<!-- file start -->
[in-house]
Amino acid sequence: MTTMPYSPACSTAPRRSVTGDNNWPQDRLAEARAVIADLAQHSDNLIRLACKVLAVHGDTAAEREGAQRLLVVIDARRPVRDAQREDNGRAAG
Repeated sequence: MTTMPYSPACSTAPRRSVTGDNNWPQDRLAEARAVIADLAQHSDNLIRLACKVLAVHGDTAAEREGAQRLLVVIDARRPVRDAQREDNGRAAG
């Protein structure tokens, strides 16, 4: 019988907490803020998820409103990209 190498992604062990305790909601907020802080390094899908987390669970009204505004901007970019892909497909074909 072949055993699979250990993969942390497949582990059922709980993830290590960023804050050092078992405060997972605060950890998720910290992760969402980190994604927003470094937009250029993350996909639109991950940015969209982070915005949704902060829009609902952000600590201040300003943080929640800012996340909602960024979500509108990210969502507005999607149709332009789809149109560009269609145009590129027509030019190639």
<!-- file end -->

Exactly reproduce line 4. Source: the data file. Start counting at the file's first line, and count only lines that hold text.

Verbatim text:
């Protein structure tokens, strides 16, 4: 019988907490803020998820409103990209 190498992604062990305790909601907020802080390094899908987390669970009204505004901007970019892909497909074909 072949055993699979250990993969942390497949582990059922709980993830290590960023804050050092078992405060997972605060950890998720910290992760969402980190994604927003470094937009250029993350996909639109991950940015969209982070915005949704902060829009609902952000600590201040300003943080929640800012996340909602960024979500509108990210969502507005999607149709332009789809149109560009269609145009590129027509030019190639």